Finding Peace in the Dark Night of the Soul

Dark night of the soul is a painful purging of one’s sense of self, and the ordered way that one perceives the Universe … and God.  In a real sense it feels like the death of God, (at least as one believed “him” to be,) or abandonment by God.  

“Dark Night of the Soul” was written in Spain in the 16th century by John of the Cross, and the term has become rooted in our vocabulary as a painful psychological and spiritual experience. Although many people speak of a “dark night of the soul,” the experience described by John of the Cross is not well understood. A better understanding of “dark night of the soul” will provide hope for people who are living through it, and wisdom for those who accompany them.

Dark night of the soul is not depression.  All of the things that cause depression could also trigger a dark night of the soul. And sometimes they occur simultaneously, hence the confusion.

Depression is multi-faceted and has many causes including, but not limited to, poor physical health, chronic pain, hormones, loss, grief, addiction, life transitions, and trauma. All of these things could also trigger a Dark Night experience. In fact, it is inevitable that a major disruption to our daily lives would impact us as a whole person: physically, mentally, emotionally, socially and spiritually.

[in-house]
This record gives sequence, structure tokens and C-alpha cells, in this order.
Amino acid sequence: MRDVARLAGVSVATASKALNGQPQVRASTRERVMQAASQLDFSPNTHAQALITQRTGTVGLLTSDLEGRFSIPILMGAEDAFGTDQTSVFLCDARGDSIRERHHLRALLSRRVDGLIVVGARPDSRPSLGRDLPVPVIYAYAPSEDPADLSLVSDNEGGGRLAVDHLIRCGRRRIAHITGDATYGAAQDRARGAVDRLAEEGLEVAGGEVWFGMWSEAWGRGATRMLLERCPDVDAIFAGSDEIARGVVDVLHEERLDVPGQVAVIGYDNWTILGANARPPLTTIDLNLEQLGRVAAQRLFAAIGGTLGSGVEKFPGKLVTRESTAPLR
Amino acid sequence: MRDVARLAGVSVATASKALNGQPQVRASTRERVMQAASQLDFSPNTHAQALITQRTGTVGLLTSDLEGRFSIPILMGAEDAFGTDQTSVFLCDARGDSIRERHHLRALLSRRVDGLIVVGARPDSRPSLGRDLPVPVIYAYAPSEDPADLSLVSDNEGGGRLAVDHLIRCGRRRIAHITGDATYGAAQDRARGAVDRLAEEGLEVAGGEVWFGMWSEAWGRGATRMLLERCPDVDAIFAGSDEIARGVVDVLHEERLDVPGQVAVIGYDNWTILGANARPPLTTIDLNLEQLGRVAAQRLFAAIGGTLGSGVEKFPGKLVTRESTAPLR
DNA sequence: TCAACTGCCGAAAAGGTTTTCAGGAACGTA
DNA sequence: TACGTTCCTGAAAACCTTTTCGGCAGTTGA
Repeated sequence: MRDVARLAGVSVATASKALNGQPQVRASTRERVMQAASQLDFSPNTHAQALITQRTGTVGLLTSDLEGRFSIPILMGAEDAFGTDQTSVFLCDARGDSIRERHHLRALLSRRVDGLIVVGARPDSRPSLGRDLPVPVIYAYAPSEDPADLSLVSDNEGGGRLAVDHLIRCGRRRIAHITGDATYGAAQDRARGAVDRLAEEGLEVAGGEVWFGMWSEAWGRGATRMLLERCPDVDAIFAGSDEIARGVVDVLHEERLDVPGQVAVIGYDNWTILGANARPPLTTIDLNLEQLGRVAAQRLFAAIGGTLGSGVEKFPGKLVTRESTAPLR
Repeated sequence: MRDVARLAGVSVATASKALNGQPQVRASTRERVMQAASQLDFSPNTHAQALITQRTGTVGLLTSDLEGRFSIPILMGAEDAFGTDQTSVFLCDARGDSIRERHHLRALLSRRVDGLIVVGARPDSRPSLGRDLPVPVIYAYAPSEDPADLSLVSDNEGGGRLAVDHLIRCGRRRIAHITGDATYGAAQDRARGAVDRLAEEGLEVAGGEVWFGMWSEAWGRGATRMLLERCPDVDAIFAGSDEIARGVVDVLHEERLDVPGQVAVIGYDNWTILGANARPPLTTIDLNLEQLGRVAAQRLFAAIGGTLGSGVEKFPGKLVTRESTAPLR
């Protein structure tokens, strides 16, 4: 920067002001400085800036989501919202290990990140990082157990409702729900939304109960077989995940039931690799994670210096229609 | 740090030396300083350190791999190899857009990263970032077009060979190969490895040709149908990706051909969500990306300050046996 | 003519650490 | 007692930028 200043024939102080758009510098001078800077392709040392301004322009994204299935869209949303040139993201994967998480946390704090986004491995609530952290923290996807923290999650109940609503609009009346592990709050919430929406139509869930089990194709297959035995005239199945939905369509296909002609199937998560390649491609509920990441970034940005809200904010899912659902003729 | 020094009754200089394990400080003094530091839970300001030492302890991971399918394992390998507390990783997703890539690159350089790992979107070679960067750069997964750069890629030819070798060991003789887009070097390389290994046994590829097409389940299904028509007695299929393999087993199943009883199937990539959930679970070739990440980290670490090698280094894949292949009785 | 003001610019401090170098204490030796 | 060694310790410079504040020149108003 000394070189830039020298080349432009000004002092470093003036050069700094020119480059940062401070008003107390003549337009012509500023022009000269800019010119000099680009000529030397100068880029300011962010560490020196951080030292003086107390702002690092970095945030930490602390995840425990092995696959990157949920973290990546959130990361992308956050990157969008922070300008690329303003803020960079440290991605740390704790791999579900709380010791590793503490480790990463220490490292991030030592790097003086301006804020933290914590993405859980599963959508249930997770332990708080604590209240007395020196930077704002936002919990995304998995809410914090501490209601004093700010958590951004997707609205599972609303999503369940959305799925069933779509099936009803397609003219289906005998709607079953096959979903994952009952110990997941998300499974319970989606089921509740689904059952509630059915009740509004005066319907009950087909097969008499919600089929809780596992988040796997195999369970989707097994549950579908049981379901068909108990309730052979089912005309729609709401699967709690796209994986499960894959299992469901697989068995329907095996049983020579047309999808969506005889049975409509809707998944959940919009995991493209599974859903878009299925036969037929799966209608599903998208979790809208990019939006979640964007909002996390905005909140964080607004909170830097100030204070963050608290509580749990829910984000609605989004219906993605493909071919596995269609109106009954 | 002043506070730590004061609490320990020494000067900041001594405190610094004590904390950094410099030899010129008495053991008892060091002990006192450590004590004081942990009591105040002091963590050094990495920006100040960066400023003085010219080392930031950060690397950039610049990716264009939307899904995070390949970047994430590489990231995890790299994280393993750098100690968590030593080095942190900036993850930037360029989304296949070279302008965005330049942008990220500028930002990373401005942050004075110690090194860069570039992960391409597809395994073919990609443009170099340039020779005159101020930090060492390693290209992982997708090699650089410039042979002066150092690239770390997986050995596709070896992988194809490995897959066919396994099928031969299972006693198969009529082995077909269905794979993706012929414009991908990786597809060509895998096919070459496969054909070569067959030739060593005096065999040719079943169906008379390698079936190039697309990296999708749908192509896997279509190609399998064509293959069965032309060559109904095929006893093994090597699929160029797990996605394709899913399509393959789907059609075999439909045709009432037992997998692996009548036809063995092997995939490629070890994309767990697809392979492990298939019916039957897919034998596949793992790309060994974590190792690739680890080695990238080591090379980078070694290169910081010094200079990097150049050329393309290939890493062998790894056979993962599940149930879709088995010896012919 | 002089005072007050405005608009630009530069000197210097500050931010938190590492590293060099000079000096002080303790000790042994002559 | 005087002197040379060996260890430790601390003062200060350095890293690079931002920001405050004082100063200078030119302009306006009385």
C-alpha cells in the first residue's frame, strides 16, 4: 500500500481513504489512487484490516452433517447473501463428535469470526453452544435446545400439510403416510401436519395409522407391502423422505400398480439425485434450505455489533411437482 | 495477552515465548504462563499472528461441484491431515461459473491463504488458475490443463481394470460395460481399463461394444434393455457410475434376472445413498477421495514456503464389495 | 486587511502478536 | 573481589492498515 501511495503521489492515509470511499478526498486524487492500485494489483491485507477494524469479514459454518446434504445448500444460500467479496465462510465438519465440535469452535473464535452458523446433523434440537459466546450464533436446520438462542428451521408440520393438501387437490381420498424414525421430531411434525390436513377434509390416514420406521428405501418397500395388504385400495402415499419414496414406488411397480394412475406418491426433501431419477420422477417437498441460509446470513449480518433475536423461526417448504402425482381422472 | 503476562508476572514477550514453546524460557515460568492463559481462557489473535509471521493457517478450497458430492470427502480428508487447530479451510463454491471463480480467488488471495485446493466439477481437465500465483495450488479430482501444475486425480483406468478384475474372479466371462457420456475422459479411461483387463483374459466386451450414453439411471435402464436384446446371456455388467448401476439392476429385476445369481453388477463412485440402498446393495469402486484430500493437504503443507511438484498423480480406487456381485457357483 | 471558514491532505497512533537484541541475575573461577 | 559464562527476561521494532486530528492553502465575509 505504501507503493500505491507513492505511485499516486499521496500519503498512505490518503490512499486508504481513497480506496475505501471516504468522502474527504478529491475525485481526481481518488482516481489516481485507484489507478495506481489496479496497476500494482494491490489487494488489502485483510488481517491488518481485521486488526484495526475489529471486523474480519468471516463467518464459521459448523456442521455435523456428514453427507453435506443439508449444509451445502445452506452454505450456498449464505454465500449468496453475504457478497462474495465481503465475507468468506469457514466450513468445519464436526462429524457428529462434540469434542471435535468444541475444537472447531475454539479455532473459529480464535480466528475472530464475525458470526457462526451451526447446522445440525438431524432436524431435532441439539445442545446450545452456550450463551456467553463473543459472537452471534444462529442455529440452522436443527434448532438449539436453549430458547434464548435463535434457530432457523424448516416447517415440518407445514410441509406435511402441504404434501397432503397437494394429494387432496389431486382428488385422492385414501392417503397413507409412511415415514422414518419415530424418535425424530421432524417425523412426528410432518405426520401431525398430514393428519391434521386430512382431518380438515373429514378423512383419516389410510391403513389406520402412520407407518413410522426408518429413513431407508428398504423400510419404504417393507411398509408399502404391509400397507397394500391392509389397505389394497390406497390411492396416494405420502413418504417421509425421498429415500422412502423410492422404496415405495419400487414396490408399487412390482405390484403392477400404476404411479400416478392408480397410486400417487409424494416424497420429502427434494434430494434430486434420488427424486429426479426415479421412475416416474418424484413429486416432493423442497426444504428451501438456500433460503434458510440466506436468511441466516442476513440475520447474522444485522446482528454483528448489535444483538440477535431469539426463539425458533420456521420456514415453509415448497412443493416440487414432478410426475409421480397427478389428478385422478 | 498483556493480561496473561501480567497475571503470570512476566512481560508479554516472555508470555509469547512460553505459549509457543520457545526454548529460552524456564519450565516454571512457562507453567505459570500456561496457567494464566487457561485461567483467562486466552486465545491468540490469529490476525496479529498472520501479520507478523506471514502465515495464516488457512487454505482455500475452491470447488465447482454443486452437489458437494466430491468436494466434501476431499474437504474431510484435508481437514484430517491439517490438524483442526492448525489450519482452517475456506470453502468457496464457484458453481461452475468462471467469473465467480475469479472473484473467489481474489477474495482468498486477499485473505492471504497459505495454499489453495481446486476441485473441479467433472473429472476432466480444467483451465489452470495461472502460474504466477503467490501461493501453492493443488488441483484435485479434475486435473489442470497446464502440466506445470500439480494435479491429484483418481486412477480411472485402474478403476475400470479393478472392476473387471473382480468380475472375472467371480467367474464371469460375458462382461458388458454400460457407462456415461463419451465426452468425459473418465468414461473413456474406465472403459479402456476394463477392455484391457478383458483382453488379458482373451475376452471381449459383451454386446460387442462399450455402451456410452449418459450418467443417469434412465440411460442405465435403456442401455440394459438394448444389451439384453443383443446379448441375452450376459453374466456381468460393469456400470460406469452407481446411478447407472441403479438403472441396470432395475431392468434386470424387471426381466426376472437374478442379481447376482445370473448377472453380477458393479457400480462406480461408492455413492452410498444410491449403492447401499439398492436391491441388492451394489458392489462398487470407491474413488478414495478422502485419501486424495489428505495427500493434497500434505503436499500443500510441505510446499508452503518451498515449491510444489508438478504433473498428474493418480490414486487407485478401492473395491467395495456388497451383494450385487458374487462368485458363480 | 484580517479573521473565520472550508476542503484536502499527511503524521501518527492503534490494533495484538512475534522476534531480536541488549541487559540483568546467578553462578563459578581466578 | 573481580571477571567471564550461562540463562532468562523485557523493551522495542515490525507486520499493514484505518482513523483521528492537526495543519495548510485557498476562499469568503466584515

However, the experience and trajectory of Depression and Dark Night is different. Depression is recognized by a persistent sadness, listlessness, lack of energy, inability to focus, disrupted sleep pattern, a monotony and blah-ness and sometimes suicidal thoughts. Although it is natural to experience numbness at the time of trauma and/or death, we are not meant to continue to exist for an extended time in numbed grief. We are meant to live. A doctor or therapist can provide help and hope for lifting us from numb-ness to life. 

Depression deadens and numbs – sapping life energy. Dark night of the soul is life-giving. In truth it is more like one is passing through a birth canal, leaving behind the security of our old way of thinking and free-falling into Something bigger and more inclusive and more loving than we can imagine.

I can better understand my own experience because some mystics have written about it. I experienced a dark night when, despite my prayers, God did not intervene to prevent an untimely death. My sense of God was so removed from my experience that for a time I believed there was no God. Gradually I became aware that my inner anger and raging was directed towards Someone. Not only did I believe in the existence of God but I was angry with Him/Her/It. I felt my trust had been betrayed. I couldn’t understand a universe in which an all-powerful and loving God could allow this to happen.